How Are Sleep Medications Dangerous?

It varies by person, but sleep medications may induce severe allergic reactions like anaphylaxis and angioedema. Anaphylaxis is a potentially deadly acute allergic response that causes the bronchial muscles to spasm and swell. The inflammatory effects are triggered by neurotransmitters and obstruct the airways. Treatment must be prompt and requires a direct injection of epinephrine adrenalin to exceed the inflammatory mediators and relax the bronchial muscles.

Angioedema also involves rapid swelling of dermal, mucosal, and subcutaneous tissues, and likewise constitutes a medical emergency. Angioedema can also result in suffocation since the airways become obstructed. Epinephrine is also the go-to antidote except in cases of heredity angioedema, in which it seems to have little effect. A hydroxyzine-based antihistamine called Cetirizine is used instead.

Further possible allergic reactions to medications include:

  • Chest pains
  • Difficulty swallowing
  • Heart palpitations
  • Hives and itching
  • Nausea
  • Rash
  • Vision problems
  • Vomiting

An Unusual Effect

One particular food to avoid when using sedative-hypnotics is grapefruit. The otherwise wholesome citrus fruit somehow amplifies the chemical load that is absorbed when the drug is taken. It can also result in over-sedation because the drug remains in the body longer than usual. This doesn’t work for somebody who needs to get up and go.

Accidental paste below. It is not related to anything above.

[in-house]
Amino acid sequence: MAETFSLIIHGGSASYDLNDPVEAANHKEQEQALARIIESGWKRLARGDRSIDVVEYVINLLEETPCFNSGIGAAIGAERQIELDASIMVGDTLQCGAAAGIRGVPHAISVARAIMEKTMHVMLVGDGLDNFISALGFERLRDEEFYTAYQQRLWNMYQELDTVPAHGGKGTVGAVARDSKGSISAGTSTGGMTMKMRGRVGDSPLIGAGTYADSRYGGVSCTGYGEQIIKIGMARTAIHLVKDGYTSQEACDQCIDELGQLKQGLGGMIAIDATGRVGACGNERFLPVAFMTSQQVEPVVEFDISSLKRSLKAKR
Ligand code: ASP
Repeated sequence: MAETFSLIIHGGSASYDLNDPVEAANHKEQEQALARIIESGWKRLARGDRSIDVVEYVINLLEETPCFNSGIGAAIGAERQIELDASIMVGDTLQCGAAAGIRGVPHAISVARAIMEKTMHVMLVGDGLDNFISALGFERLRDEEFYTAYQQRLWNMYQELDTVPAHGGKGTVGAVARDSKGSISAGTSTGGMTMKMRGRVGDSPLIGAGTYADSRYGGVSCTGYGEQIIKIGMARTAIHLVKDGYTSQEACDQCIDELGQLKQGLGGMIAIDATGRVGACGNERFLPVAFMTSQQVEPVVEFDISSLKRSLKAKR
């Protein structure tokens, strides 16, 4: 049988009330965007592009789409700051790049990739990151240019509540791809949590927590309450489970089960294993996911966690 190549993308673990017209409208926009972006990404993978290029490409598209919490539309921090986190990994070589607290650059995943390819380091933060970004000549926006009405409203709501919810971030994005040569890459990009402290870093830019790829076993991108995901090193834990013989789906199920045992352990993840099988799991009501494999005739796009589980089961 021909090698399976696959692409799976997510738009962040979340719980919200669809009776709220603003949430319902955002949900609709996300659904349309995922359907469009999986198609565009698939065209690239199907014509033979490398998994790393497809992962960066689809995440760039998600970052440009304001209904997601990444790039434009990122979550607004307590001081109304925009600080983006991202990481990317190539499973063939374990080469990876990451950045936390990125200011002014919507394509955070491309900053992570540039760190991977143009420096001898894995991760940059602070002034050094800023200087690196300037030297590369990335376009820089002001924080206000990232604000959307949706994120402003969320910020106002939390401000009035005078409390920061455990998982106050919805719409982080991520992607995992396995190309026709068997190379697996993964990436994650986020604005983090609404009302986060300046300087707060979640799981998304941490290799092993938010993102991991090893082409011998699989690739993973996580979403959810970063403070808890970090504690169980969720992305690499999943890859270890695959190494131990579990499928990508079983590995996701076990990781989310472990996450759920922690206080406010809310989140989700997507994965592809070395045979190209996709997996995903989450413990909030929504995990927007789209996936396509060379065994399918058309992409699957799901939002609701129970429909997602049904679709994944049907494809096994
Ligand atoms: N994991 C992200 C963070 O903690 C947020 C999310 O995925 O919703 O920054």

Sleep Medications from the DEA Schedule I and II

OTC Sleep Medications

While not the best strategy for long-term use, there are some FDA-approved non-habit forming over-the-counter sleep meds on the market. These are not sedative-hypnotics and should only be used temporarily and not as a tonic or in lieu of a prescription. OTC sleep aids don’t carry the risk of severe allergic reactions and other problems. There are side effects, however. While these substances declare a guarantee of eight hours of sleep, some users experience drowsiness for some time afterward.

Melatonin is a widely used all-natural sleep hormone. Melatonin supplements can also be used in fast release or time released formulations for the intermittent insomniac or someone unable to get to sleep. Melatonin use is not without risk: seizures have occurred in children who suffer from brain disorder. It is not recommended to people who use blood thinners.

How Does One Go About Quitting Sleep Medications?

Quitting sleep medications will be as rough or easy as quitting cigarettes, alcohol, or caffeine. A fairly consistent schedule that consists of equal parts sleep, work, and leisure with some exercise should help significantly. Regular exercise like power walking, bicycling, weight training and even yoga will erode anxiety and stress that may interfere with getting to sleep. Keep a uniform schedule and try not to reset the usual bedtime. Coffee, alcohol, and large meals should be cut off generally four hours before bedtime. Exercise within three hours of bedtime may also be a problem. Reading a book is a good method to make the eyelids heavy. The bedroom’s ambient temperature shouldn’t be too cold, nor hot or the comfort threshold will be harder to reach.

Benefits of Inpatient Sleep Disorder and Recovery Treatment

Inpatient sleep disorder treatments can pinpoint deeper rooted problems like parasomnias, narcolepsy, and circadian rhythm divergences. A comfortable environment, modern diagnostic equipment, continuous monitoring, and prescribed rest will diagnose most problems. Further therapeutic methods like massage and gentle exercise may be components of the program. While a sleep disorder sounds rather harmless on the surface, not treating one can yield a conveyor belt of hazardous, and potentially deadly, effects.